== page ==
Oedipus Rex PDF/EPUB ↠ Paperback

Oedipus Rex ,. Book Review4 out of 5 stars to Oedipus Rex, the first of The Theban Plays, written by Sophocles around 430 BC If you are unfamiliar with Greek tragedies, the thing you need to know most is that the authors often played with the concept of fate not just that some things are meant to be or to come back and haunt you, but that there is alwaysgoing on than you realize at the time This is one of the plays you should absolutely read Although borderline spoiler, it s important tBook Review4 out of 5 stars to Oedipus Rex, the first of The Theban Plays, written by Sophocles around 430 BC If you are unfamiliar with Greek tragedies, the thing you need to know most is that the authors often played with the concept of fate not just that some things are meant to be or to come back and haunt you, but that there is alwaysgoing on than you realize at the time This is one of the plays you should absolutely read Although borderline spoiler, it s important to know 1 fact about the play, as it plays into the mind of so many psychologists today when they speak about an Oedipal Complex, as in all young boys kids fall in love with their mothers at some point Essentially, Oedipus kills the King and marries the King s wife Little does he know that was his father and she is his mother Whaaaaattttt How does that happen Seriously well, the plot is intricate, the history is insane and it s only the first of three in this trilogy Find a translation and read it It s a little convoluted, and the language may be a bit metaphorical in too many places, but the characters and the plot is amazingAbout MeFor those new to me or my reviews here s the scoop I read A LOT I write A LOT And now I blog A LOT First the book review goes on Goodreads, and then I send it on over to my WordPress blog at where you ll also find TV Film reviews, the revealing and introspective 365 Daily Challenge and lots of blogging about places I ve visited all over the world And you can find all my social media profiles to get the details on the who what when where and my pictures Leave a comment and let me know what you think Vote in the poll and ratings Thanks for stopping by Look and learn all citizens of Thebes This is Oedipus.He, who read the famous riddle, and we hailed chief of men,All envied his power, glory, and good fortune.Now upon his head the sea of disaster crashes down.Mortality is man s burden Keep your eyes fixed on your last day.Call no man happy until he reaches it, and finds rest from sufferingI believe that in one way or another, everyone at least to some extent has heard of the story of Oedipus and Jocasta It s one of those tales thaLook and learn all citizens of Thebes This is Oedipus.He, who read the famous riddle, and we hailed chief of men,All envied his power, glory, and good fortune.Now upon his head the sea of disaster crashes down.Mortality is man s burden Keep your eyes fixed on your last day.Call no man happy until he reaches it, and finds rest from sufferingI believe that in one way or another, everyone at least to some extent has heard of the story of Oedipus and Jocasta It s one of those tales that s been on our collective consciousness forever even though we may not even be able to assertively answer about its origins The same might be said, for example, of Odysseus and Don Quixote they ve been so used and re used, adapted and re adapted throughout so many generations and in so many different formats that one might as well state they were simply born within us, for they re public and common knowledge I, for one, believed Oedipus and Jocasta s tale came from the Bible As I was never a religious person and therefore never payed much attention to it and unfortunately never decently studied Greek mythology , I used to unconsciously attribute to the Bible the origins of all stories which seemed to me as too ancient to properly date I m terribly sorry and embarrassed about that, Sophocles I stand corrected now.Every time I read an ancient text I recurrently find myself to blame because of the same mistake being surprised by its quality despite being written so long ago It turns outandI agree with an analysis I ve read somewhere that states that, unlike science, there is no progress, no discovery in art An artist, while he creates, is not helped by the efforts of all the others like scientists are and depends upon his own individual truths The ancient art is in no way a primitive version of the art created by our contemporaries So it should not be astonishing to me that a text written thousands of years ago possesses the same qualities or refinement of awarded pieces that only now cracked their fifty years of age mark.Putting the story itself a little aside, it s precisely this refinement, this brilliance in the construction of the narrative that impressed me so much The pace, the development of the action and disentanglement of this intricate plot was written so masterfully that it requires little investigation in discovering the reasons why it became so influential to the subsequent generations Now, I m not knowledgeable enough to affirm that Sophocles himself wasn t influenced by other works that preceded him, so I m not claiming unprecedented originality to his name here, but merely talent in using the most appropriate techniques to write so many wondrous predicates into this marvelous play The ability with which he created, sustained and solved the various mysteries that surround this classical tragedy is very remarkable, as well as a striking mixture of pity and horror that the themes developed here successfully imposes on the reader.Themes such as fate, free will, interference in human life by the Gods for some that hasn t changed much, has it and its inflexible exploration of human nature and suffering are skillfully written in the form of intense dialogues and shocking revelations that could even prove too disturbing had not been Sophocles accurate treatment, much like the reader likely pities Phedre s actions instead of automatically blaming her for her fate The ever so mesmerizing battle between destiny and logical consequences also plays a big role here does fate completely control Oedipus s actions is it all predetermined , or is he simply a victim of his own doings, even if unknowingly Oedipus Rex also known as Oedipus the King and Oedipus Tyrannus tells the story of Oedipus, a man that s respected and loved in Thebas, where he is King after solving the riddle of the Sphinx and marrying Jocasta, the widow of the previous king After a plague threatens his kingdom, he is begged by a chorus of Thebans for help and Oedipus sends for an oracle in order to find some guidance As it turns out, Tiresias, the blind prophet, believes the King is the only one to blame for his malady At first outraged and, because of it, incensed into proving his innocence, he starts connecting the clues that he receives from various bits of information gathered by different sources view spoiler As it turns out, Oedipus, after leaving his home in Corinth due to a prophecy which stated he would murder his father and sleep with his mother, entered a fight with some men at a crossroads and ended up killing them, before arriving in Thebes One of these men was Laius, Jocasta s husband and previous King In order to escape the prophecy, Oedipus fell into it, as he was Laius s son who was sent away to be killed many years ago exactly because he received an oracle that he would be murdered by his own son Oedipus s life ended up being spared and, unknown to him, he was adopted by the King of Corinth Now it was clear to him that, besides murdering his father, he has slept with his own mother and fathered children that were also his brothers and sisters Jocasta, upon finding out this complex imbroglio, can t deal with the unimaginable situation and kills herself hide spoiler Completely horrified and ruined by everything he found out, Oedipus blinds himself ironically at the precise moment when he sees the whole truth so he wouldn t ever again need to see his own feelings of shame and humiliation mirrored in the faces of the others.I ve read some criticism stating that some of the drama in the play is a bit over the top, and while I wouldn t agree and,importantly, couldn t possibly begin to imagine myself in the same situation, I guess it was in vogue at the time that the heroes would suffer so much when they d find their worlds turned upside down that they would impose on themselves severe sentences such as mutilations or death Part of their heroism is exactly accepting to endure serious consequences, not once pleading blamelessness Even later, in Shakespeare, we were still to find six or seven characters dying just like that, entire families decimated because of the belief that there could be no way out once the universe had programmed their fates.Film adaptation as influential as this story was everywhere, of course it wouldn t lack adaptations in film When I found out there was one Edipo Re 1967 , directed by Pasolini, I instantly picked it to watch as I imagined that controversial material filmed by controversial director could only result in very interesting movie to say the least Much to my surprise, the ick factor was greatly downplayed and this time the Italian director focusedon the emotional aspects of his narrative than on the sexual ones His rendition was very faithful to the story, although the linear narrative lacked the sophistication employed by Sophocles that chose to slowly reveal details of the plot by making use of different characters referring to past events The power of the prophecy and the influence in human lives by the Gods were also not as active as in the original story The intro Pasolini used though was very interesting it begins in modern days where a father is very jealous of his son s connection with his mother and decides to get rid of him, as if he was anticipating an Oedipus complex situation after that, time goes back to the ancient days.Rating I can t wait to readfrom Sophocles and if my anticipation for the remaining plays in this trilogy Oedipus at Colonus and Antigone means anything, is that it s a great testament of Oedipus Rex s qualities and how highly I enjoyed this short but intense reading experience 5 stars Sometimes life s a real bitch Fate is unavoidable in ancient Greek Tragedy Trying to avoid it will only lead to it, and doing nothing will lead you there too So if a God tells you that you will die at the hands of your son, and that he will then go on to steal your wife, you d best do nothing because it s going to happen anyway Any preventative action you take will only lead to the same ending So, you re pretty much screwed You might as well lie down and accept it The God s are mean But, Sometimes life s a real bitch Fate is unavoidable in ancient Greek Tragedy Trying to avoid it will only lead to it, and doing nothing will lead you there too So if a God tells you that you will die at the hands of your son, and that he will then go on to steal your wife, you d best do nothing because it s going to happen anyway Any preventative action you take will only lead to the same ending So, you re pretty much screwed You might as well lie down and accept it The God s are mean But, nope, if you re like the King of Thebes you ll leave your infant son for dead instead Poor Oedipus He really didn t have much chance in life He could do nothing to intervene with his own destiny, mainly because his tragic flaw is his lack of awareness about his true origins He hears a rumour of the prophecy told to his farther, so he endeavours to stay away from him But, in doing so he is pushed ever closer to his real farther That s the problem with being abandoned at birth you just don t know who is who in the world There s some irony in this somewhere Indeed, it suggests that no free will exists at all because any exertions of the supposed free will lead to the predetermined fate So every action has been accounted for already The intended audience may have been aware of these powers but Oedipus and his farther were hapless in their wake They had to both learn the hard way Oedipus had to recognise it, and in the process he shattered his life it made him tear out his very eyes Now that s real grief There s no wonder Aristotle made this his model for the perfect play because this is masterful.Aristotle s theory can be used to assist the reader in understanding how the plot contributes to the tragedy I couldn t have read tragedy without it The tragedy is created, in part, by the complexity of its plot which leads towards the catharsis According to Aristotle s Poetics the complexity of the plot is established through reversal, recognition and suffering A simple plot will only establish one of these therefore, it will have a limited catharsis The reversal peritpeteia is the change of a state of affairs to its opposite, such as the reversal of Oedipus identity The recognition anaghorsis is achieved through the acquiring of knowledge, like the knowledge Oedipus gains of his birth Aristotle argues that an effective plot has its anaghorisis bound up with the peritpeteia This is because it, carries with it pity or fear such as these following linesO god All come true, all busting to light O light now let me look my last on you I stand revealed at lastLines 1305 9 I hope I didn t lose anyone or bore them to death with my summary of Poetics The structure is the key it is everything in delivering the plot If, in the cathartic moment, the action can evoke suffering through a combination of a reversal of circumstances during a brutally stark recognition, then the ultimate delivery of pity and fear will be achieved Such is the case with Oedipus Oedipus s hamartia, his tragic flaw at the core of his being, is his ignorance, and when the veil is lifted he realises the tragedy of the situation he realises all too late that fate is unshakable and unconquerable He has unknowingly committed incest with his mother and murdered his farther, so, like I said, life is a real bitch nothin like a forced reread in order to write a terrible paper classic oedipus always going and getting himself into life ruining, city destroying shenanigans THE EYE THAT DIES I have not read Sophocles text recently, but listened to this exceptional audio edition Powerfully acted out, with an eerie chorus and dramatic music, it has been a superb experience.I have come back to this play now in a roundabout way As part of a Seminar on Aesthetics, The Eye that Thinks, imparted in the Prado Museum, we were prompted by our Professor F lix de Az a to read Oedipus in a Hegelian framework We had been discussing the contributions of Hegel to Aestheti THE EYE THAT DIES I have not read Sophocles text recently, but listened to this exceptional audio edition Powerfully acted out, with an eerie chorus and dramatic music, it has been a superb experience.I have come back to this play now in a roundabout way As part of a Seminar on Aesthetics, The Eye that Thinks, imparted in the Prado Museum, we were prompted by our Professor F lix de Az a to read Oedipus in a Hegelian framework We had been discussing the contributions of Hegel to Aesthetics, and he wanted us to visit the play and think of the role of Sphinx and the significance of Thebes.In Hegel s aesthetic system he identified Greek sculptures as the apex of what art could achieve in its quest of perfect and supreme beauty Earlier architecture and art were still immature attempts For example, the large Egyptian monuments were undertakings in which matter still prevailed over Geist When Hegel saw some Kouroi in Munich now in the Glyptotech , specimens of very early Greek art, he was struck by the significance of the step in this walking man.In Egyptian representations of humans, legs are seen in profile They depicted stability, while the Greek marble in Munich man was striding forward The Kouros, although still using Egyptian conventions presented something very new It embodied gesture And Hegel thought that art should strive to represent movement The conceptual step of the Kouros, an awakening out of immobility, separated the worlds of the two Thebes the one in Boetia in ancient Greece from the one up the Nile in ancient Egypt In Greece Geist was finally on the move.If Hegel favoured Greek sculpture, he found that Greek drama could offer an additional dimension to sculpted beauty as the unfolding of time could be represented as well For him Greek tragedy had invoked the greatest aesthetic power.Hegel had also understood the Egyptian Sphinx as the first instance of the representation of human emerging out, liberating himself, from his animal nature In this reading of Oedipus Rex as I have tried to keep on some sort of Hegelian glasses and forget about the pervasive Freudian interpretation , I have seen the solution of Oedipus to the riddle of the Sphinx, and the consequent dissolution of the curse on Thebes and the destruction of the monster, as the emergence of humanity over its previous servitudes and imprisonment And yet, this conquered freedom also brought the possibility of unwilled intention or of the unintended will and the impossibility of unlearning what one already knows.Trapped in this situation Oedipus attempt to escape his knowledge by doing away with his eyes, could only bring death.As the chorus chants it is the only liberation Oedipus of Sophocles is a great work of art written by a great poet,this play symbolizes for the human misery and despairthe torments of the human soul,the innocence and guilt,Wisdom Out of Suffering and Fate that determines many things no matter how we struggle to change it.Oedipus hears about his dreadful fate from the Delphic oracle and flees from Corinth But instead of fleeing from his fate he runs into itOedipus a passionate heart,who ask questions and take risks,has all the quali Oedipus of Sophocles is a great work of art written by a great poet,this play symbolizes for the human misery and despairthe torments of the human soul,the innocence and guilt,Wisdom Out of Suffering and Fate that determines many things no matter how we struggle to change it.Oedipus hears about his dreadful fate from the Delphic oracle and flees from Corinth But instead of fleeing from his fate he runs into itOedipus a passionate heart,who ask questions and take risks,has all the qualities of a great manhe has gone through sudden shifts on the course of his life and lets every situation control him.Despite his flaws, Oedipus is a good person who seeks the truth no matter how devastating and who accept the responsibility for his actions..At the end of the play, Oedipus accepts his fate as well as the punishment given to him.He had promised to exile the one who is responsible for the plague , and he fulfills his promise even if he himself is the one to be exiled By mercilessly punishing himself, he becomes a great herowho has a Respect for Justice.Jocasta, on the other hand, appears as a person who would rather control the situation She reveals that she ismature than Oedipus and even reveals a maternal side towards him This is evident in the way she tries to stop Oedipus from investigating further into the mystery of his birth At this point, she has realized the possibility that Oedipus may be her son She would rather let the dreadful fact remain a mystery then let it ruin their livesThe entwined sheets with which she hangs herself symbolize the double life she has led..Oedipus tragic position and his trial to elude the prophecies and to challenge his Fate, that was inevitable as he at last fails, but just having the courage to attempt , makes him a true hero This play raises a question,when someone is trying to avoid doing things Does he have free will or the ability to choose his own path or is everything in life predetermined You ll enjoy this book if you like Plays duh Ancient Greece also duh A fast read Gods who release plagues on a kingdom to ignite drama view spoiler Patricide and incest I mean, not necessarily like them, but tolerate them haha hide spoiler Murder mysteries Knowing something crucial about the plot early on and waiting for characters to find out all about it A.K.A Slow characters Dysfunctional families You ll enjoy this book if you like Plays duh Ancient Greece also duh A fast read Gods who release plagues on a kingdom to ignite drama view spoiler Patricide and incest I mean, not necessarily like them, but tolerate them haha hide spoiler Murder mysteries Knowing something crucial about the plot early on and waiting for characters to find out all about it A.K.A Slow characters Dysfunctional families Oedipus Tyrannus Oedipus Oedipus Rex Oedipus the King The Theban Plays 1 , Sophocles Oedipus the King, is an Athenian tragedy by Sophocles that was first performed around 429 BC Oedipus sent his brother in law Creon to ask advice of the oracle at Delphi concerning a plague ravaging Thebes Creon returns to report that the plague is the result of religious pollution, since the murderer of their former King, Laius, had never been caught Oedipus vows to find the murde Oedipus Tyrannus Oedipus Oedipus Rex Oedipus the King The Theban Plays 1 , Sophocles Oedipus the King, is an Athenian tragedy by Sophocles that was first performed around 429 BC Oedipus sent his brother in law Creon to ask advice of the oracle at Delphi concerning a plague ravaging Thebes Creon returns to report that the plague is the result of religious pollution, since the murderer of their former King, Laius, had never been caught Oedipus vows to find the murderer and curses him for causing the plague 1974 96 212 1387 72 9786005209006 1387 132 9789646088733 1389 144 9789648727890 what man wins happiness than just its shape and the ruin when that shape collapses Sophocles Oedipus Rex has never been surpassed for the raw and terrible power with which its hero struggles to answer the eternal question, Who am I The play, a story of a king who acting entirely in ignorance kills his father and marries his mother, unfolds with shattering power we are helplessly carried along with Oedipus towards the final, horrific truth To make Oedipus accessible for the modern reader, our Prestwick House Literary Touchstone Classics includes a glossary of the difficult words, as well as convenient sidebar notes to enlighten the reader on aspects that may be confusing or overlooked We hope that the reader may, through this edition, fully enjoy the beauty of the verse, the wisdom of the insights, and the impact of the drama ❴Reading❵ ➻ Muerte en Hamburgo (Jan Fabel, Author Craig Russell – Ralphslaurensoutlet.co.uk Who am I The play ❴Download❵ ➾ Jazz Age Stories Author F. Scott Fitzgerald – Ralphslaurensoutlet.co.uk a story of a king who acting entirely in ignorance kills his father and marries his mother [Read] ➳ Much Obliged, Jeeves By P.G. Wodehouse – Ralphslaurensoutlet.co.uk unfolds with shattering power we are helplessly carried along with Oedipus towards the final ❮PDF❯ ✪ The Wrong Blood ✑ Author Manuel de Lope – Ralphslaurensoutlet.co.uk horrific truth To make Oedipus accessible for the modern reader [Epub] ➟ The Customer-Funded Business ➠ John W. Mullins – Ralphslaurensoutlet.co.uk our Prestwick House Literary Touchstone Classics includes a glossary of the difficult words [Download] ➶ The Affair By Emma Kavanagh – Ralphslaurensoutlet.co.uk as well as convenient sidebar notes to enlighten the reader on aspects that may be confusing or overlooked We hope that the reader may ❰Download❯ ➾ Summer People & The Little House Author Shirley Jackson – Ralphslaurensoutlet.co.uk through this edition ❰Download❯ ➹ Beautiful Creatures Author Lulu Taylor – Ralphslaurensoutlet.co.uk fully enjoy the beauty of the verse ❮KINDLE❯ ❤ Dr. Simon Forman ❧ Author Judith Cook – Ralphslaurensoutlet.co.uk the wisdom of the insights [PDF] ❤ Susannah (Sunfire, Author Candice Ransom – Ralphslaurensoutlet.co.uk and the impact of the drama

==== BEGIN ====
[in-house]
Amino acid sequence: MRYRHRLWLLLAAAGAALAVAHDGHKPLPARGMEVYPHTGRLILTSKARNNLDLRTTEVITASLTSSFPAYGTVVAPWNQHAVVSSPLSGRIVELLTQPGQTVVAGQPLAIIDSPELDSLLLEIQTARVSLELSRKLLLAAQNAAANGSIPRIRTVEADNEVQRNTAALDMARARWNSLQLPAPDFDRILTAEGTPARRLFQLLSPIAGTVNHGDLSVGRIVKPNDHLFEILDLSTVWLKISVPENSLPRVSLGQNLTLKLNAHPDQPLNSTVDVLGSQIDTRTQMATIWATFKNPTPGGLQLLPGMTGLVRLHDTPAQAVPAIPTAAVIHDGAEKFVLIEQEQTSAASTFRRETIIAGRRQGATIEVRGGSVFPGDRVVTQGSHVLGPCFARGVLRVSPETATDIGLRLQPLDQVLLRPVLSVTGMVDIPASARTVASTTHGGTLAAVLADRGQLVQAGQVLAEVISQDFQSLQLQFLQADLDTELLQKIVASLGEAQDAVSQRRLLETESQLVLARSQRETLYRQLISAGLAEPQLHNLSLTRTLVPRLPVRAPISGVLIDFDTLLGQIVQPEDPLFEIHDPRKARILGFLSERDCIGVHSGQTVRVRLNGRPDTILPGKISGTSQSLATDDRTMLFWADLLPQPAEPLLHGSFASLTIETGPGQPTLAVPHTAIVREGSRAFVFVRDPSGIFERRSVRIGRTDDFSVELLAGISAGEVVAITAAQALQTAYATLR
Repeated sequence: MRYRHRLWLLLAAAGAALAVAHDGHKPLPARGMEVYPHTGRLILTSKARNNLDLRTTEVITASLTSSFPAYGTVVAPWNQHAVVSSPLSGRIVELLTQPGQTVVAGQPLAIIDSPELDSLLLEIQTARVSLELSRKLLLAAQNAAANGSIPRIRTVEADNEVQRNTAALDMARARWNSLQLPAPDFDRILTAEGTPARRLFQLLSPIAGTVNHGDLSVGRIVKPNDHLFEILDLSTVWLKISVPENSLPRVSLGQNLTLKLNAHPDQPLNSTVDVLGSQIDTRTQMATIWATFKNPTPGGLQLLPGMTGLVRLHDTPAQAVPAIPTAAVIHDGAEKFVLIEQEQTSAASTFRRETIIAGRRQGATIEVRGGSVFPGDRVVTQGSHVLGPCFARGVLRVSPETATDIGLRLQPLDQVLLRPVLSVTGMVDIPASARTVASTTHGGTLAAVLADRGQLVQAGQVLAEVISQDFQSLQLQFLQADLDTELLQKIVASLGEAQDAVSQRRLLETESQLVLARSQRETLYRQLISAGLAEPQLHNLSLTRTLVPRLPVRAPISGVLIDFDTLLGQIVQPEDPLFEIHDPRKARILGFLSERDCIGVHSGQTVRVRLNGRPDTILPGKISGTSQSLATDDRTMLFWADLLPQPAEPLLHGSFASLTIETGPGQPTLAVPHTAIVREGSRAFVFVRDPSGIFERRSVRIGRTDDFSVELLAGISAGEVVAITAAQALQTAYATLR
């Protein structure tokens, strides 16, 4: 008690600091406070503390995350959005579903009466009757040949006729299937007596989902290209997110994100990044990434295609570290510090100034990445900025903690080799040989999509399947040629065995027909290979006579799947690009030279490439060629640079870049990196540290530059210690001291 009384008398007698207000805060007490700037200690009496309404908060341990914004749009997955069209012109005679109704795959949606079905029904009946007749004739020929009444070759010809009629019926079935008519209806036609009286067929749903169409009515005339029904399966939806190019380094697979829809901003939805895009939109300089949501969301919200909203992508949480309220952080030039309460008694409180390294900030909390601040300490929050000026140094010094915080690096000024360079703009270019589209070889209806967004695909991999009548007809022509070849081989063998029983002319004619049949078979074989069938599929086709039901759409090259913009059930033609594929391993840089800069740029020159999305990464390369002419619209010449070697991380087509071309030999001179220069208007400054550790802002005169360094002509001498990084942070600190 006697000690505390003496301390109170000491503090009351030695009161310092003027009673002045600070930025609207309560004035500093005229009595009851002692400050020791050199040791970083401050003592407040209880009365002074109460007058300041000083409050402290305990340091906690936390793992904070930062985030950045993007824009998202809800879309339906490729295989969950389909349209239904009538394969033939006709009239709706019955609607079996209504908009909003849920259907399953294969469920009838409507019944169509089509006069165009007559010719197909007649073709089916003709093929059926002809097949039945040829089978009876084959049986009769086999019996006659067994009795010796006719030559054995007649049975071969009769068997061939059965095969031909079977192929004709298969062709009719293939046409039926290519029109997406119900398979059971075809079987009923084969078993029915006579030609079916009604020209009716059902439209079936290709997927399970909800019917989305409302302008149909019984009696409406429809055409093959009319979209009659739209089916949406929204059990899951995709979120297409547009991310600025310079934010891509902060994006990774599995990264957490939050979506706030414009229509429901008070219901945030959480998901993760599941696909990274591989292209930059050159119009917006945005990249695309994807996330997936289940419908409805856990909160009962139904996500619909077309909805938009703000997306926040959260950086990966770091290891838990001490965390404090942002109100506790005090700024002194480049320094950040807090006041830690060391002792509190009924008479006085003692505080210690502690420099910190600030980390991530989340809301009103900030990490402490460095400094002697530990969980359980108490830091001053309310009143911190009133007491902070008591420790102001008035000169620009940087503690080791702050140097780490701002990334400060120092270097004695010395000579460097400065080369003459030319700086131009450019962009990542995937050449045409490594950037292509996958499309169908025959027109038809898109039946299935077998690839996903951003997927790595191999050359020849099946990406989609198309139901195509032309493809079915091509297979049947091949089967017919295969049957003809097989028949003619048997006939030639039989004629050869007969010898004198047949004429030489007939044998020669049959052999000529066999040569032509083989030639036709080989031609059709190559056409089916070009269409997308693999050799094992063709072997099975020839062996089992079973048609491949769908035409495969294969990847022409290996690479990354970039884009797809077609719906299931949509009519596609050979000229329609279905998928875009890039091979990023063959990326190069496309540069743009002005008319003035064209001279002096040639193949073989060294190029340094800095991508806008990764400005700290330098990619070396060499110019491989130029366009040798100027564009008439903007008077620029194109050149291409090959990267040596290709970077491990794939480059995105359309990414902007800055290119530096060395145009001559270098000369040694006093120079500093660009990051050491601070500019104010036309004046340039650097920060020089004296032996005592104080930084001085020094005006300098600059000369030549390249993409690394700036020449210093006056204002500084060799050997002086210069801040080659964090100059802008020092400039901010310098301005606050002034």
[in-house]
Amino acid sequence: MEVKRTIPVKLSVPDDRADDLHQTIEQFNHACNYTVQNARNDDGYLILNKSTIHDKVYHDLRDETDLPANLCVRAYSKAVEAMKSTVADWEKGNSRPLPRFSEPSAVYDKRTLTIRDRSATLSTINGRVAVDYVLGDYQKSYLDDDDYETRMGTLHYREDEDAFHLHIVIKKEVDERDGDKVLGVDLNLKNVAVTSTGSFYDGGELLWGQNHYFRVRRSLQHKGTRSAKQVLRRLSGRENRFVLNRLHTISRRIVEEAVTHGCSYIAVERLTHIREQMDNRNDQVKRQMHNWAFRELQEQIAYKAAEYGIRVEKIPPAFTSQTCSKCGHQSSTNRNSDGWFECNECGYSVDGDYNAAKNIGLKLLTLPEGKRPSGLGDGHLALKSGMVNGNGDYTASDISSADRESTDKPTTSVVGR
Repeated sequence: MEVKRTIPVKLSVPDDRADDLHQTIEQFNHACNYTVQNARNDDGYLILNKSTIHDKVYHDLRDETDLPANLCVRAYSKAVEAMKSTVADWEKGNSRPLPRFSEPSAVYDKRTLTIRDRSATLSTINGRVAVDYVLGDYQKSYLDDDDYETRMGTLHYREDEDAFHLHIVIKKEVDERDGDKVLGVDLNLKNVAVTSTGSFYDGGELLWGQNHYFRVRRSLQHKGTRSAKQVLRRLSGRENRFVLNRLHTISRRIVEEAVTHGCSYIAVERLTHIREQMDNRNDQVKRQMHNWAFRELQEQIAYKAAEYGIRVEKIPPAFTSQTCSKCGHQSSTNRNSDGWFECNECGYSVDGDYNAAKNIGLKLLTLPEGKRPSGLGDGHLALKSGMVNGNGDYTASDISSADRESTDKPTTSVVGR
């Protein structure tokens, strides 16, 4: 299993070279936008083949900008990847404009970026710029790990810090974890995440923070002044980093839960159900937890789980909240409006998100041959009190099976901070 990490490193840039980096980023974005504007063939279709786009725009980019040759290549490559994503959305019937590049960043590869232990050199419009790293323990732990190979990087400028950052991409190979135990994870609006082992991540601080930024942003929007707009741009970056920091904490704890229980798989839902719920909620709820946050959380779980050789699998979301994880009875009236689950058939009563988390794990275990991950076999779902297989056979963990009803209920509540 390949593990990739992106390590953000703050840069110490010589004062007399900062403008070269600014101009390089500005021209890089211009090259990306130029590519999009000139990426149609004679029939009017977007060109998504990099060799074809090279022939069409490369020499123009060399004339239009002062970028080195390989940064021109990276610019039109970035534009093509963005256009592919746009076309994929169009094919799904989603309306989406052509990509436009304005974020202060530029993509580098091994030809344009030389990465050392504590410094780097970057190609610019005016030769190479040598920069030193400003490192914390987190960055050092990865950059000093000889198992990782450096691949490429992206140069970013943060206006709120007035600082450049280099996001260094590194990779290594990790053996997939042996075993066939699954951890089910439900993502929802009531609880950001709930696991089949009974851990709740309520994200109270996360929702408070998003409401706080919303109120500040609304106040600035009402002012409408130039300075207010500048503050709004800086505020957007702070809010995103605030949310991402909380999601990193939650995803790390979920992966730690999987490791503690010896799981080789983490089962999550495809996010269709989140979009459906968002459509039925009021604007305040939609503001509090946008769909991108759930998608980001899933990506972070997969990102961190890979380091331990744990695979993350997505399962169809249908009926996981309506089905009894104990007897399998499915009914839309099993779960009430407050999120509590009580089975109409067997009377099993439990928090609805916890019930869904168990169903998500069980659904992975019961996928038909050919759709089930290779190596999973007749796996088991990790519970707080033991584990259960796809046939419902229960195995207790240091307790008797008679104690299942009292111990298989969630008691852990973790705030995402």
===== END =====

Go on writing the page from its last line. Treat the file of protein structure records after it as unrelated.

About the Author: Sophocles

Sophocles born c 496 bc, Colonus, near Athens Greece died 406, Athens , Greek German editions Sophokles, Russian , French editions Sophocle was an ancient Greek tragedy playwright Not many things are known about his life other than that he was wealthy, well educated and wrote about one hundred and twenty three plays of which few are extant One of his best known plays is Oedipus the King Oedipus Rex.